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Mountain Hamlet in the Sky with a Thousand Years of History


Nestled near Mount Tsurugi, this high altitude village is close to the mountain ridge, and it is dotted with houses and fields on sloping ground.
These places are called “soranosato,” which means town in the sky.
The people here are grateful for the natural splendor they are blessed with, and they have lived in these mountains for over a thousand years by working together to help each other.
Even today some of the legendary Heike Ochudo sites remain.

Ochiai Village is a located right in the middle of Higashiiya, and it resides on a mountain slope near the point where the Iya River and Ochiai River come together.
Because of the steep slope, the elevation differs by about 390 meters at different points within the village!
In this harsh environment terraced fields cannot be made, so the people have passed down their own methods for plowing and farming the steep slope as it is.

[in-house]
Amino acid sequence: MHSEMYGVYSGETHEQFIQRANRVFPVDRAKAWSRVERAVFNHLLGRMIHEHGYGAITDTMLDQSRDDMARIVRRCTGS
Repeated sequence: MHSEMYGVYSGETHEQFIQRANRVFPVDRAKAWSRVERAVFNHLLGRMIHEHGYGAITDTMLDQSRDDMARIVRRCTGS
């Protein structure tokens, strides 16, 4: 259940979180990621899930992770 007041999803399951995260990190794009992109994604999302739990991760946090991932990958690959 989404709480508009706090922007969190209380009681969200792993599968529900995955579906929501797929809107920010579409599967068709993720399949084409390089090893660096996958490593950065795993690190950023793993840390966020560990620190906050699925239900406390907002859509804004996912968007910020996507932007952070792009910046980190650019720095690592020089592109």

In the fall the harvested “susuki” (grass) is piled into a large cone shaped “koeguro,” which is spread between the rows of planted crops to keep the soil from spilling out. In the spring it is used as fertilizer. This cyclical farming method can be seen as a symbol of coexistence with nature, and on March 9th, 2018 it was recognized as a Globally Important Agricultural Heritage System (GIAHS).

Surviving since the middle of the Edo era or the early Showa era, the houses with straw thatched roofs and the stone walls that were built stone by stone to encircle the fields are just some of the spectacles that harken back to a mountain village of olden times.
In 2005 it was recognized as part of the Important Preservation Districts for Groups of Traditional Buildings.

The “koune” is a house from the Tempo era (1830 – 1844), and the framing methods developed in the Iya region give this small house a very distinct look. It has been recognized by Japan as an important cultural asset.


Some of its unique characteristics are the “niwa” (garden) and “omote” (front) combining to form a “hitomadori” (one room plan), the mud walls being protected by a type of split bamboo called “hishagitake” that covers the outer walls, and the restroom sticking out in the center of the front side.
In August of 1983 it was taken from its former location in Kurishito Village in Kyuu-Higashiiyayamason and rebuilt in Sugeoi Village in Higashiiya where it stands today.